Sunday, April 24, 2011
Erica P. John Fund v. Halliburton Co. will be argued tomorrow before the U.S. Supreme Court, and my friends at The Conglomerate are engaged in a roundtable discussion of the issues, in which they have graciously invited me to participate. Eric Gerding started off the discussion with an excellent summary of the issues. I'm reposting here my opening comment:
I'm Barbara Black, otherwise known as SecuritiesLawProf, and I'm visiting on Conglomerate for the next day or so to comment on Erica P. John Fund v. Halliburton Co., which will be argued tomorrow in the U.S. Supreme Court. Eric Gerding has written an excellent post to start off the Roundtable discussion, and I want to thank him for inviting me to participate, perhaps to provide a historical perspective. In 1984, I was an untenured faculty member, looking for the “next big thing” in securities law to write about. Fortunately for me, I picked the fraud on the market theory, and my article was quoted by both the majority and dissenting opinions in the Supreme Court’s 1988 opinion in Basic Inc. v. Levinson.
A bit of background might be in order for those who do not regularly think about these issues. Until Basic, the reliance element of a Rule 10b-5 claim, and the implication that this involved individual issues of fact, threatened to doom the use of the class action device in securities fraud actions. After Basic, at least in efficient markets, reliance was a common issue, and a class of investor-plaintiffs could be certified under F.R.C.P. 23(b)(3). At the time of Basic, the FOTM was a nascent theory; the Supreme Court, however, did not see its task as “assessing the general validity of the theory,” but to address a narrower question: “whether it was proper for the courts below to apply a rebuttable presumption of reliance, supported in part by the fraud-on-the-market theory” (emphasis added).
After Basic, critics of the Rule 10b-5 class action sought legislatively to reverse the outcome. Congress, however, in the 1995 PSLRA legislation, made clear its purpose was to reform the securities fraud class action, not to kill it, and it rejected efforts to eliminate the FOTM presumption. After PSLRA, the Court has seen its task as implementing Congressional intent in the area of securities fraud class actions (see Stoneridge). Critics of the federal securities class action won a major victory in the Fifth Circuit with the 2007 Oscar decision, in which the Fifth Circuit announced its requirement that plaintiffs prove loss causation at the class certification stage, as a further check on the efficiency of the markets, because of the powerful impact of the Basic presumption. If the Supreme Court adopts the approach of the Fifth Circuit, maintaining a federal securities fraud class action will become extremely difficult.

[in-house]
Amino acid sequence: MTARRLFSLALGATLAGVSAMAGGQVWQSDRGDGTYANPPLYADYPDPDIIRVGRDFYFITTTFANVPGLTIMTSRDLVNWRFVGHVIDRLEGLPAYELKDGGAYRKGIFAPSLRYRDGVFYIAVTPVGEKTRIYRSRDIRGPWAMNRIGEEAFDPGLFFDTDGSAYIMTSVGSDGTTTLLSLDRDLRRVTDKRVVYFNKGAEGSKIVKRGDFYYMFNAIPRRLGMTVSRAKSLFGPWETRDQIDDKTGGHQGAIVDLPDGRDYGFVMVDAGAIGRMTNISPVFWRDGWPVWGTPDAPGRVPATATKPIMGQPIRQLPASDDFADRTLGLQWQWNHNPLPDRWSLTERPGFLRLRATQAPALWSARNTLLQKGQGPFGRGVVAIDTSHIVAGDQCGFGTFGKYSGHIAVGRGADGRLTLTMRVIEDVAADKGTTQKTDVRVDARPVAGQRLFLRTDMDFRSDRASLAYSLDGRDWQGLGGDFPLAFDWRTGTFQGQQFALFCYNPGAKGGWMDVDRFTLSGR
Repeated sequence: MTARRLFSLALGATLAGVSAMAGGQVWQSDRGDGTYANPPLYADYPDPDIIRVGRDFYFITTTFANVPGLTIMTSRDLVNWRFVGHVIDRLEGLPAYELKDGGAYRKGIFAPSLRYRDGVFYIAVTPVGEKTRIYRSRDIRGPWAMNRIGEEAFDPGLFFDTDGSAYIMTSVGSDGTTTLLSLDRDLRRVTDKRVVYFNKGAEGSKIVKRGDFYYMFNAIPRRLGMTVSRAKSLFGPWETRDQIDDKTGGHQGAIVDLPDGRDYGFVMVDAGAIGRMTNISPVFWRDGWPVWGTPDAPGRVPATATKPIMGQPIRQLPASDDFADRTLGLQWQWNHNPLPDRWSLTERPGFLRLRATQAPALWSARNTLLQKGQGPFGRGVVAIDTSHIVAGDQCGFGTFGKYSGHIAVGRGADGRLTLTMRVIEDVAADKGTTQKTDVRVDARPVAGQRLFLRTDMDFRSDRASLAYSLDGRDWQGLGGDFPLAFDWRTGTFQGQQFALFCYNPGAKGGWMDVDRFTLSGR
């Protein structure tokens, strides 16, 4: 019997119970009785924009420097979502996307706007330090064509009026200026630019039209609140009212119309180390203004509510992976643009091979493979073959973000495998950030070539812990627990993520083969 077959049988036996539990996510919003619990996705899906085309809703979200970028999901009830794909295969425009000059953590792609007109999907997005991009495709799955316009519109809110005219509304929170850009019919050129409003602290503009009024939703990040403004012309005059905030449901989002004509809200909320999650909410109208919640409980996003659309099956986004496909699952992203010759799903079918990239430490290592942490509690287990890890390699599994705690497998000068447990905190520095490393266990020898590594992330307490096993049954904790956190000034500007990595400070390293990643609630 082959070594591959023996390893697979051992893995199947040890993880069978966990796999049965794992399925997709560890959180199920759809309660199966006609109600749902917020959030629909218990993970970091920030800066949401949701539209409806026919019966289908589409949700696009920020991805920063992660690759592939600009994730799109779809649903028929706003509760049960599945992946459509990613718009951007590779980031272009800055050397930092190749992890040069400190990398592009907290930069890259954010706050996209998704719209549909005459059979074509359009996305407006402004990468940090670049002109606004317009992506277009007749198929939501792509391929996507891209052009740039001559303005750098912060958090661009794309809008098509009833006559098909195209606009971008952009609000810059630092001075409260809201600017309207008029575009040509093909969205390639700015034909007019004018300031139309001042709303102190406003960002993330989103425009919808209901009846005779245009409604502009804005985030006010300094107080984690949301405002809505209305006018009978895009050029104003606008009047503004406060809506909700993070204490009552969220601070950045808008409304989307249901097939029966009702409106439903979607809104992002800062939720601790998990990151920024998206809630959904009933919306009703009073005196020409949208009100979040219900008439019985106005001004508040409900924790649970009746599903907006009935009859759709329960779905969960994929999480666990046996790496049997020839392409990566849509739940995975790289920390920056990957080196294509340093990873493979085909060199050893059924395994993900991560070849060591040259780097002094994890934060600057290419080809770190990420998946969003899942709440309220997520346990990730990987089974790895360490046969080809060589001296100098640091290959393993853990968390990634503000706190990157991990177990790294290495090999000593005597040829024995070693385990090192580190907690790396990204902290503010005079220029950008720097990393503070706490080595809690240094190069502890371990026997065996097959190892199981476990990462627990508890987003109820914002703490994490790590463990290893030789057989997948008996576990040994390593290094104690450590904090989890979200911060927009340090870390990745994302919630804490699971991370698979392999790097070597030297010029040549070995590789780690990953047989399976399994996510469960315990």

As Eric states in his post, a fascinating question (beyond the outcome) is how the Court will arrive at its decision. It would be easy for the Court to decide the case narrowly in favor of the plaintiffs. The Fifth Circuit opinion has not been followed in other Circuits; the Seventh Circuit, in an opinion by Judge Easterbrook, labeled the Fifth Circuit’s approach as a “go-it-alone strategy.” Loss causation, measuring as it does the impact of the misstatement on the stock price, is, unlike reliance, typically a common question and therefore not a relevant consideration at the class certification stage. The government supports the petitioners’ position, and the Supreme Court frequently gives deference to the government’s position (again, see Stoneridge). So this could be a short opinion.
But will the Court be persuaded to go farther? If so, the outcome becomes more difficult to predict. Is the Court inclined to re-examine Basic and FOTM, now that there has been over 20 years of further research and scholarship on the issue? In the years subsequent to Basic, there have been real-life events (e.g., tech bubble) and empirical studies that cast doubt on the efficiency of the markets. However, as noted above, Basic was only partly based upon economic theory. The Court also cited “considerations of fairness, public policy, and probability” to support “the congressional policy embedded in the 1934 Act” that “securities markets are affected by information, and enacted legislation to facilitate an investor’s reliance on the integrity of the markets.” Those policy consideration remain equally compelling today.
I look forward to others’ views and reading the transcript of the oral argument.